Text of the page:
• If consent cannot realistically be obtained or sought is there another justification for disclosure without consent e.g. to protect the interests of the child?
  • Is the justification of sufficient weight to override the duty of confidence? (See Information sharing glossary);
  • Is there another way to achieve the objective with less impact on confidentiality (e.g. would anonymous data suffice)?


Q2  Does the information enable a person to be identified?

4.5.5

In most cases the information covered by these procedures will be about a named child. It may also identify others, such as a parent or carer. If the information is anonymised, it can lawfully be shared as long as the purpose is legitimate. If the information allows a child and others to be identified, it is subject to data protection law and professionals must follow these procedures and where appropriate take legal advice in deciding whether or not to share the information.


Q3  Is the information confidential?

4.5.6

There are three different types of confidential relationship:

  • A formal confidential relationship, as between a doctor and patient, social worker and client or counsellor and client. In these relationships all information shared, whether or not directly relevant to the medical, social care or personal matter which is the main reason for the relationship, should be treated as confidential;
  • An informal confidential relationship (e.g. between a teacher and a pupil). A pupil may tell a teacher a whole range of information some of which is not confidential, but may also ask the teacher to treat some specific information as confidential. Then, for the purposes of the confidential information only, the teacher and pupil will have a formal confidential relationship;
  • A relationship where the person may not specifically request that some information is kept confidential when they discuss their own problems or pass on information about others, but may assume that personal information will be treated as confidential. In these situations professionals should check whether or not the information is confidential and under what circumstances information may or may not be shared with others.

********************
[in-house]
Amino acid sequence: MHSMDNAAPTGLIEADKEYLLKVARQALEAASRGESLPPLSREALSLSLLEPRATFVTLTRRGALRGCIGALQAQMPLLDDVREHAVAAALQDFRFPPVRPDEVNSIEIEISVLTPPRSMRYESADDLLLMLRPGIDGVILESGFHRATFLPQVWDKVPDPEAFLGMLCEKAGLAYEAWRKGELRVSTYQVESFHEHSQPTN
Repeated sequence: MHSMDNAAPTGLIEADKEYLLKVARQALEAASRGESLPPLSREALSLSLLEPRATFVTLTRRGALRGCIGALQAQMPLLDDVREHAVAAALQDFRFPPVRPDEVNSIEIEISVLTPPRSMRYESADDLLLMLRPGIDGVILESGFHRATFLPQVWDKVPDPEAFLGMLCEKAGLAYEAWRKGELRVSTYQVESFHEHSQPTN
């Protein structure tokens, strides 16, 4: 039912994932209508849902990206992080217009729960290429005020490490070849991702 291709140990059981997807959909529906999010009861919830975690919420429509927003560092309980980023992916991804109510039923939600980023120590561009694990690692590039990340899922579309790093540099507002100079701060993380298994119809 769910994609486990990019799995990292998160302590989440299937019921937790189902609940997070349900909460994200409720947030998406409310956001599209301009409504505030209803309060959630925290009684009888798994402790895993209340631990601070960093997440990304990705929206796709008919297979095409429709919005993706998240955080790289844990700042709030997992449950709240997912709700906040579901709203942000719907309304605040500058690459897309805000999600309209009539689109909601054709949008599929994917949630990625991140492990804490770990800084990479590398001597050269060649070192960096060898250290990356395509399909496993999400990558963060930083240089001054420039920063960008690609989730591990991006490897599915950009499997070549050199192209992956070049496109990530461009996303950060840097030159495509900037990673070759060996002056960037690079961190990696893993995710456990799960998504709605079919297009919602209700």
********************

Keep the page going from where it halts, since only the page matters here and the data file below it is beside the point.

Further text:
4.5.7

Public bodies which hold information of a private or sensitive nature about individuals for the purposes of carrying out their functions (e.g. LA children's social care) may also owe a duty of confidentiality, as people have provided information on the understanding that it will be used for those purposes. In some cases the body may have a statutory obligation to maintain confidentiality, for example in relation to the case files of looked after children.


Q4  If the information is confidential, has consent to share been obtained?

4.5.8

See section 4.3.10 - 4.3.29 (above).


Q5  Is there a statutory duty or a court order to share information?

4.5.9

In some situations professionals are required by law to share information, for example, in the NHS where a person has a specific disease about which environmental health services must be notified. There will also be times when a court will make an order for certain information or case files to be brought before the court.

4.5.10

These situations are relatively unusual and where they apply professionals will know or be told about them. In such situations professionals must share the information, even if it is confidential and consent has not been given. Wherever possible, professionals should inform the individual concerned that the information is being shared, why, and with whom.


Disclosure for the purposes of court proceedings

4.5.11

There will be occasions when it is necessary for the police to seek information held on other agency databases / files in order for the Crown Prosecution Service to use the information for prosecution in a criminal trial. There will also be occasions when legal representative for defendants in criminal trials will seek access to such information in a trial.

4.5.12

At these times, consideration must be given with legal advisors to the question of public interest immunity, a series of legal rules intended to protect the confidential nature of information held on files as a result of confidential relationships between individuals and public services.

4.5.13

Separate protocols exist both for the above purpose and in the situation where LA children's social care need to present information held on police files in the pursuit of civil care proceedings brought to protect children. These protocols are agreed between the Metropolitan Police Service and the judiciary and the police service and the Association of London Directors of Social of Children's Services (ALDCS).

4.5.14

Where an agency and its legal advisor do not believe the protocols to be appropriate that agency will need to consider legal advice about its responsibilities to share information to protect children weighed against its responsibilities to uphold the principles of public interest immunity in respect of information held.

4.5.15